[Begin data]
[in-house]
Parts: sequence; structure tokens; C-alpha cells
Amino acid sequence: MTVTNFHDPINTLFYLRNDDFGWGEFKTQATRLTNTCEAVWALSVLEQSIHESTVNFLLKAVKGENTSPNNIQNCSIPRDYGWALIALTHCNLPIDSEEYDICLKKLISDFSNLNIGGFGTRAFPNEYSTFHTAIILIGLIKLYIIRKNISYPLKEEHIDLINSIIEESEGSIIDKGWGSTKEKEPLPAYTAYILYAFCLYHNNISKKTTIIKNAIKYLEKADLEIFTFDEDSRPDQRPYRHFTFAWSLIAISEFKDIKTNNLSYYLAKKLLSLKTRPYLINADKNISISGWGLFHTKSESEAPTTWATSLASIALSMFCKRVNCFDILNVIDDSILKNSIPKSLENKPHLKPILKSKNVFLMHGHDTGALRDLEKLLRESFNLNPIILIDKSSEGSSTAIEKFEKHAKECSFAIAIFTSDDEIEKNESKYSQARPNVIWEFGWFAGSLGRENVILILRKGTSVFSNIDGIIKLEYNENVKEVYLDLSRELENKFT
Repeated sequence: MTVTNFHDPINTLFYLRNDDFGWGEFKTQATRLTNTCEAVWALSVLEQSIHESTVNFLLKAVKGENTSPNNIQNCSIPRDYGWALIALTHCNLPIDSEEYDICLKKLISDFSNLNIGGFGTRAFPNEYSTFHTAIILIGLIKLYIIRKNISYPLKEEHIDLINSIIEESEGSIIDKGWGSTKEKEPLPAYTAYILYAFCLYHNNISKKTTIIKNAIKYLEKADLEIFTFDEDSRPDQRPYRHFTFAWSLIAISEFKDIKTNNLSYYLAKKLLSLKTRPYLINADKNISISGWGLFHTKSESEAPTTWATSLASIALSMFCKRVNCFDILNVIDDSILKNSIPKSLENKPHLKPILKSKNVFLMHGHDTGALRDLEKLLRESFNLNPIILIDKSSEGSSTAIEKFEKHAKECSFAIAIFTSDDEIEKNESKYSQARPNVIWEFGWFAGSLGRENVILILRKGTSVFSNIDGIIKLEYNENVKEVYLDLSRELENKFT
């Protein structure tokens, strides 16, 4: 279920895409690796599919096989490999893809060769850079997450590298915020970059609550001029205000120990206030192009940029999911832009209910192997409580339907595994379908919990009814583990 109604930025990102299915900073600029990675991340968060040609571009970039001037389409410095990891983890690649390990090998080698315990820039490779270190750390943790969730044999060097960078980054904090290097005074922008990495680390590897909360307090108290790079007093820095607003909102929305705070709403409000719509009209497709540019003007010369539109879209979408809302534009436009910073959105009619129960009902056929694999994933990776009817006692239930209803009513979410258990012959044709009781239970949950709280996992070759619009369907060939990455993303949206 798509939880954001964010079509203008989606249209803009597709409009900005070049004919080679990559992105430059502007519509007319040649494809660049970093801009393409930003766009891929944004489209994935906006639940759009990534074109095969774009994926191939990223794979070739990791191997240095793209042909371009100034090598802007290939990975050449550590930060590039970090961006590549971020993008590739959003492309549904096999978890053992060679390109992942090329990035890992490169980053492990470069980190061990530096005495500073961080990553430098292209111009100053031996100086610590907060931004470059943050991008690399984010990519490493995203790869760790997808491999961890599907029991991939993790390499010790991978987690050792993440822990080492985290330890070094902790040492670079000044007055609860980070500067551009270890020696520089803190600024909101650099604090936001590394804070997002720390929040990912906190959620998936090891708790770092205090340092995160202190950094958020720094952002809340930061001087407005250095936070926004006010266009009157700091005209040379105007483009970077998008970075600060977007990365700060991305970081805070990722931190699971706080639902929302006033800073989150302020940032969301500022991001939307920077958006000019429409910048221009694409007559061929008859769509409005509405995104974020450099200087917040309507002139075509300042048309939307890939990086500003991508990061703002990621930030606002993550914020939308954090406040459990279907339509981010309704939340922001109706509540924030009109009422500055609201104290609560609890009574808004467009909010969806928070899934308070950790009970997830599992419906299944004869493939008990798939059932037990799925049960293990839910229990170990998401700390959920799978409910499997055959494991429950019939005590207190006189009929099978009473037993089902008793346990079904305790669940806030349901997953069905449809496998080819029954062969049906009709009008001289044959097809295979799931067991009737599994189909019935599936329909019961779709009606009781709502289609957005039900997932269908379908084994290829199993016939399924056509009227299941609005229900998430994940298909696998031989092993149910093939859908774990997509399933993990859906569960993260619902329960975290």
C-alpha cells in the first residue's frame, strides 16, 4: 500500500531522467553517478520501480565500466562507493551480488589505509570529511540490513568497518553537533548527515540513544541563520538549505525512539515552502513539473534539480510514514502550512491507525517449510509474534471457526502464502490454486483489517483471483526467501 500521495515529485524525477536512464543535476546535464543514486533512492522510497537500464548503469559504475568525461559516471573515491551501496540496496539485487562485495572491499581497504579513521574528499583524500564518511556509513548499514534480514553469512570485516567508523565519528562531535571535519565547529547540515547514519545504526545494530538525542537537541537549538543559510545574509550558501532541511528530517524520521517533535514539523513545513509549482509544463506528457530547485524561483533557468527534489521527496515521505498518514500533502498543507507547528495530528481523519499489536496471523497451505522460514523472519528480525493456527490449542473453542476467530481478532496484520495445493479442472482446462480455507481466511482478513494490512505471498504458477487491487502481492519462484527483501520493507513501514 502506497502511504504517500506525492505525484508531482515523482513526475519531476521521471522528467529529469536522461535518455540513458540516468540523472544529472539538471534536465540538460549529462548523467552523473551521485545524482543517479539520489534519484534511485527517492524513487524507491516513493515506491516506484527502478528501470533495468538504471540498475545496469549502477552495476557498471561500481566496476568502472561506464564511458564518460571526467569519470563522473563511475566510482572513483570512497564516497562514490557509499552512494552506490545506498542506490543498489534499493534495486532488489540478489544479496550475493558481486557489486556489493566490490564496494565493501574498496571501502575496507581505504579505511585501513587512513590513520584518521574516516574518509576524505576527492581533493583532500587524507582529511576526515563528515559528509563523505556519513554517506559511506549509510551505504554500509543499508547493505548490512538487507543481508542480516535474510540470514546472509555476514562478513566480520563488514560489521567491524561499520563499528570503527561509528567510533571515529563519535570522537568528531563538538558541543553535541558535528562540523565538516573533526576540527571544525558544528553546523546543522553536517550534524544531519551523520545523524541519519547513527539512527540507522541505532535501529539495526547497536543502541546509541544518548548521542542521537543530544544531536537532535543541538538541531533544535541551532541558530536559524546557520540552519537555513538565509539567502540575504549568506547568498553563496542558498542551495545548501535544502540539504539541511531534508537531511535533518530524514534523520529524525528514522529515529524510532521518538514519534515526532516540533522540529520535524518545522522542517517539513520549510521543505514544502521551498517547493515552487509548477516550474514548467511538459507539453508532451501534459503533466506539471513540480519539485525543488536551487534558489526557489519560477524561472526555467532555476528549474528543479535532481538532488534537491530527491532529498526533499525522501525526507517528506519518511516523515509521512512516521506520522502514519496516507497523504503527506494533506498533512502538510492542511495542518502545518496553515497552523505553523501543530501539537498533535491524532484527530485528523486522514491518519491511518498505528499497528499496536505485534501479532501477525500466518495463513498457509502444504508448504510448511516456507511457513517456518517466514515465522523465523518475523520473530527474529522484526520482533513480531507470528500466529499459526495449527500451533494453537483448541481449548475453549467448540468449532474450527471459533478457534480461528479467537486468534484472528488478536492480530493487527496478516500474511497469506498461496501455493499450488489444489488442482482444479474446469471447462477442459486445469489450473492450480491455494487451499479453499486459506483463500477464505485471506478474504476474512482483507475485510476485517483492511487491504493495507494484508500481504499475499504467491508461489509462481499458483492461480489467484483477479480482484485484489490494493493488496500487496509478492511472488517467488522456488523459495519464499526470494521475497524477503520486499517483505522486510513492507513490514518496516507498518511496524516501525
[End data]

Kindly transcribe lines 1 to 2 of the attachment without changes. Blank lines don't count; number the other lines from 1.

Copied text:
[in-house]
Parts: sequence; structure tokens; C-alpha cells